Mercy Hospital Jefferson Begins Multi-Million Dollar Project

CRYSTAL CITY, Mo. — Mercy Hospital Jefferson in Crystal City recently broke ground on a $135 million expansion. The project will add a three-story patient tower, a new front entrance and a variety of other enhancements to improve the experience for patients, staff and visitors.

St. Louis-based McCarthy is serving as construction manager for the expansion, which will relocate services and provide improved wayfinding measures, making the hospital easier to navigate. Bates & Associates Architects of Springfield, Mo., is designing the project with Heideman Associates Inc. of Fenton, Mo., which is providing engineering services. The project is also implementing services from Sheet Metal Contractors of DeSoto, GWS Plumbing of Bonne Terre, Mo., and Goodwin Brothers of Festus, Mo., to provide construction services.

The new tower, with 90 private patient rooms, will tie into the south side of the existing facility. New corridors will connect the tower to the emergency department, imaging, surgical services and admitting areas. The scope of work also includes relocation of the helicopter landing pad and ambulance entrance and renovations to existing patient rooms. Once the new building opens, renovations will take place in the patient rooms in the existing building.

The overall cost of the project is estimated at more than $135 million, including about $80 million for the three-story patient tower. Relocation of the helicopter landing area, and ambulance entrance will be the first projects following the ground breaking.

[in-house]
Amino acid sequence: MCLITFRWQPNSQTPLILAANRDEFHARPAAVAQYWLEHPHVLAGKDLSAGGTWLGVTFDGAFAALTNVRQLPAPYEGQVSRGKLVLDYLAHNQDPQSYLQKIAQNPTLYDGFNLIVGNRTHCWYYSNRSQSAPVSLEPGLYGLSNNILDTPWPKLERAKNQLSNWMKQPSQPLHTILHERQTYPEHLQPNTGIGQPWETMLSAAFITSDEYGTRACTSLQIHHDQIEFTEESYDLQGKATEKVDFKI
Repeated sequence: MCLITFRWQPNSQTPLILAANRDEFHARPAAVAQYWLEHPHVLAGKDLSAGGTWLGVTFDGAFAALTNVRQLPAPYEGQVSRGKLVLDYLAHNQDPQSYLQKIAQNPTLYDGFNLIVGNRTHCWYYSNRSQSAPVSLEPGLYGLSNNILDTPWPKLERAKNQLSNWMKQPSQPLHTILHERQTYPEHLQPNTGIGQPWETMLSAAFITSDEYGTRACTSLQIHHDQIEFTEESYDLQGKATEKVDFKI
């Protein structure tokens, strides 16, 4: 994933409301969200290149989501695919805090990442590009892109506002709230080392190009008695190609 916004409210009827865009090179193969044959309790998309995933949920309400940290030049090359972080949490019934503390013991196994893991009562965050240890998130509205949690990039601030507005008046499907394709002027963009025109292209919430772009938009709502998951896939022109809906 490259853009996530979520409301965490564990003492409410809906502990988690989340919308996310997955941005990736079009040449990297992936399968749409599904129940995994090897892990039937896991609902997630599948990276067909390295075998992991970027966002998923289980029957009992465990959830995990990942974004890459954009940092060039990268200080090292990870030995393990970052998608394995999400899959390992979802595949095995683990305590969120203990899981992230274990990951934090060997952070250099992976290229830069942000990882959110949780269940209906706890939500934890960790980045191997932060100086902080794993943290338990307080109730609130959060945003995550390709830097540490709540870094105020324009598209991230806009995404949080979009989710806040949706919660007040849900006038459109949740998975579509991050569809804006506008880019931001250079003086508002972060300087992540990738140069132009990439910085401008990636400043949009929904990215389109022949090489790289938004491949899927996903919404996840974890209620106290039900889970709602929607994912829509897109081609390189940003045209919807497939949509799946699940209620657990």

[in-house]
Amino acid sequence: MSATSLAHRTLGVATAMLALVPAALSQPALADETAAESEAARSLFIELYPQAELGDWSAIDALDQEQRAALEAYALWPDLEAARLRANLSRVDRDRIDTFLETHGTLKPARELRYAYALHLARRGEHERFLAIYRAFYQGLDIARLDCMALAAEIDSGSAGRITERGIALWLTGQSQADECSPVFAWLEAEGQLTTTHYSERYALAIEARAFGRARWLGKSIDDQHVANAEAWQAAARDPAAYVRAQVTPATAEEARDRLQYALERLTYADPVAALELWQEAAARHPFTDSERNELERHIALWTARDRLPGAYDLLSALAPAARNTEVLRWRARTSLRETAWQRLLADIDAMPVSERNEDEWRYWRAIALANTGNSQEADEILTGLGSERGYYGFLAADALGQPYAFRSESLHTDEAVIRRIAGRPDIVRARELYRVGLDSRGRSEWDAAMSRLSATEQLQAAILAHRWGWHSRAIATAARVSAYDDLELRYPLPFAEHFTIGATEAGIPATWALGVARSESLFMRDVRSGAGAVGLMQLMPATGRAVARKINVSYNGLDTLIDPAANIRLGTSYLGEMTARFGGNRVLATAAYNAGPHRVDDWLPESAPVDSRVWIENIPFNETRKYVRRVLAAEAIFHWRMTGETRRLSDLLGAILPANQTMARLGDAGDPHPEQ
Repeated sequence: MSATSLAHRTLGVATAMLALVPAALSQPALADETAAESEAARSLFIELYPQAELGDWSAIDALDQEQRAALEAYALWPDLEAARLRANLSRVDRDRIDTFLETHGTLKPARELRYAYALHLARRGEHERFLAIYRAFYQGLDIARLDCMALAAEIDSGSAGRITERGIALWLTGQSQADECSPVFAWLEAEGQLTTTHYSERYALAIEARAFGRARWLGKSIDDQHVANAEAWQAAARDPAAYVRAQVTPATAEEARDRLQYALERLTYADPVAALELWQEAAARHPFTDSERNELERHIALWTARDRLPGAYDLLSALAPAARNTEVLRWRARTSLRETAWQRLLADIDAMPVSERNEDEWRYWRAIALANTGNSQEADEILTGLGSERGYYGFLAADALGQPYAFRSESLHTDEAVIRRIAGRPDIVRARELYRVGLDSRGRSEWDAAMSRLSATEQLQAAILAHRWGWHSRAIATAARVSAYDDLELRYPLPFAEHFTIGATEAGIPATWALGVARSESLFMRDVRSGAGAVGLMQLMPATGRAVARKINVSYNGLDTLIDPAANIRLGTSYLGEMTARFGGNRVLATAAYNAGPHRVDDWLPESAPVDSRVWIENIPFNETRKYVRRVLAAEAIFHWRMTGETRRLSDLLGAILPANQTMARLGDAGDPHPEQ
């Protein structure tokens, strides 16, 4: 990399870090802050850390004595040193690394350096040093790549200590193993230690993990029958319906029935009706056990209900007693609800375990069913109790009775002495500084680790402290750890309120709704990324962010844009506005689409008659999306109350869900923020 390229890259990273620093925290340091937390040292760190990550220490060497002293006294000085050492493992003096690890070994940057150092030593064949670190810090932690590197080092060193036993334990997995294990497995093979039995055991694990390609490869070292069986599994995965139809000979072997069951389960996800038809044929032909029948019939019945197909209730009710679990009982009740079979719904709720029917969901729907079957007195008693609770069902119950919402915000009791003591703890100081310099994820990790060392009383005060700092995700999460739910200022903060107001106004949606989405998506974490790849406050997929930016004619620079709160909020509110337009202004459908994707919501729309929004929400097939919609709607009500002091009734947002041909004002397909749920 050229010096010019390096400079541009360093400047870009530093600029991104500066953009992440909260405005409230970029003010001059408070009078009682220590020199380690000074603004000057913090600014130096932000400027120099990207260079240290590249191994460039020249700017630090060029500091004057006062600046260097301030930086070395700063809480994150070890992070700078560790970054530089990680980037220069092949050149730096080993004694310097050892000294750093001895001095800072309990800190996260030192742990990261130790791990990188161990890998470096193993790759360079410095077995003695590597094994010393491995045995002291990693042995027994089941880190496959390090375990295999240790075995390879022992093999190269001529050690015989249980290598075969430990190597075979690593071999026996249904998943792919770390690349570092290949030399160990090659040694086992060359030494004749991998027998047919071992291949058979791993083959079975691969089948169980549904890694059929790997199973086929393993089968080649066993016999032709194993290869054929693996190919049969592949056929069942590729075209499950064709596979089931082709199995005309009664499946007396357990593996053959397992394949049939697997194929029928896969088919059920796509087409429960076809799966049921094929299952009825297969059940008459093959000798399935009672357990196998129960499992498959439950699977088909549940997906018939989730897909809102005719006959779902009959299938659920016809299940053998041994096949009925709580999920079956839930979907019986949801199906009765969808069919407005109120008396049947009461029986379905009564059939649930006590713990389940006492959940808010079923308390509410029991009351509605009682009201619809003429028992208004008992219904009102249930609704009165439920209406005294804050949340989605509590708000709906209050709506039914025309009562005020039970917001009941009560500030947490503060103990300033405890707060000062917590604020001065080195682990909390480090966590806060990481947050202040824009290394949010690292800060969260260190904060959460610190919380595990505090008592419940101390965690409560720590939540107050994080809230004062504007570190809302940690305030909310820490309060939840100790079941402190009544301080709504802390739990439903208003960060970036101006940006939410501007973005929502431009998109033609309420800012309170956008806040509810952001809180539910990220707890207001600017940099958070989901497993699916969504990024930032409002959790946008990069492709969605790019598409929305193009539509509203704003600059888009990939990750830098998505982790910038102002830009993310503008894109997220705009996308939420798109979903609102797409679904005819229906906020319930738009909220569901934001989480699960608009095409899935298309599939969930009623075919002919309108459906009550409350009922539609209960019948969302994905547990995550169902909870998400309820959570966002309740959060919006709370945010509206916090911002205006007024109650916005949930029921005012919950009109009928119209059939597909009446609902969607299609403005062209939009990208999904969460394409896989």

“You’re probably not going to see the tower coming out of the ground until late this year or early next year,” said project manager John Farnen, executive director of strategic projects for Mercy, in a statement. “By late 2017 it should all be open.”

During the construction temporary entrances will be created while the new entries are built.

“A lot of the work will be in our main corridor, which will really help with access to services,” Farnen said in a statement. “All entries are being replaced or relocated, and every one will have a canopy.”

Each of the three floors of the new building will have 30 private patient rooms. Rather than centralized nursing stations, the new design puts the care staff closer to their patients. Efficiencies will also be gained by relocating services and the physician offices that provide specialized treatment to be in close proximity of one another.

When Mercy acquired Jefferson Regional Medical Center in 2013, the deal called for construction of the new building and private patient rooms within five years.

“Mercy has delivered on all of its promises,” said local hospital board chair Tonda Breeze in a statement. “We have added a new electronic medical records system, attracted many additional specialists and primary care physicians, and now have taken more steps toward an improved patient experience by beginning the conversion to private patient rooms.”

In addition to the new building Mercy will be adding improvements and expansion of its cancer treatment center including a new linear accelerator and aesthetic enhancements designed to improve the healing environment for patients.

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